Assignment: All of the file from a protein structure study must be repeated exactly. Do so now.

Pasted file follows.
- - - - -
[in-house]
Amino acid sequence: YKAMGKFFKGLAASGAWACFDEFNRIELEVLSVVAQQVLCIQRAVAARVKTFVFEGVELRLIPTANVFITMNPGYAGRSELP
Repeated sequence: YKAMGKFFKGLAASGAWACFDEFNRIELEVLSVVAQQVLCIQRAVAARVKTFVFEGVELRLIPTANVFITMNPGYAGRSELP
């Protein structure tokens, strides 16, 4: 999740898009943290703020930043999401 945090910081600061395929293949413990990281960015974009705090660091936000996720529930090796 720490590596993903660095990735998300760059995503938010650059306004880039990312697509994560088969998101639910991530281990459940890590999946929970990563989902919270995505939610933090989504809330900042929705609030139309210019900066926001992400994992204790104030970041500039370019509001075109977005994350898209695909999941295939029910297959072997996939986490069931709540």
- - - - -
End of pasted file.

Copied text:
[in-house]
Amino acid sequence: YKAMGKFFKGLAASGAWACFDEFNRIELEVLSVVAQQVLCIQRAVAARVKTFVFEGVELRLIPTANVFITMNPGYAGRSELP
Repeated sequence: YKAMGKFFKGLAASGAWACFDEFNRIELEVLSVVAQQVLCIQRAVAARVKTFVFEGVELRLIPTANVFITMNPGYAGRSELP
């Protein structure tokens, strides 16, 4: 999740898009943290703020930043999401 945090910081600061395929293949413990990281960015974009705090660091936000996720529930090796 720490590596993903660095990735998300760059995503938010650059306004880039990312697509994560088969998101639910991530281990459940890590999946929970990563989902919270995505939610933090989504809330900042929705609030139309210019900066926001992400994992204790104030970041500039370019509001075109977005994350898209695909999941295939029910297959072997996939986490069931709540």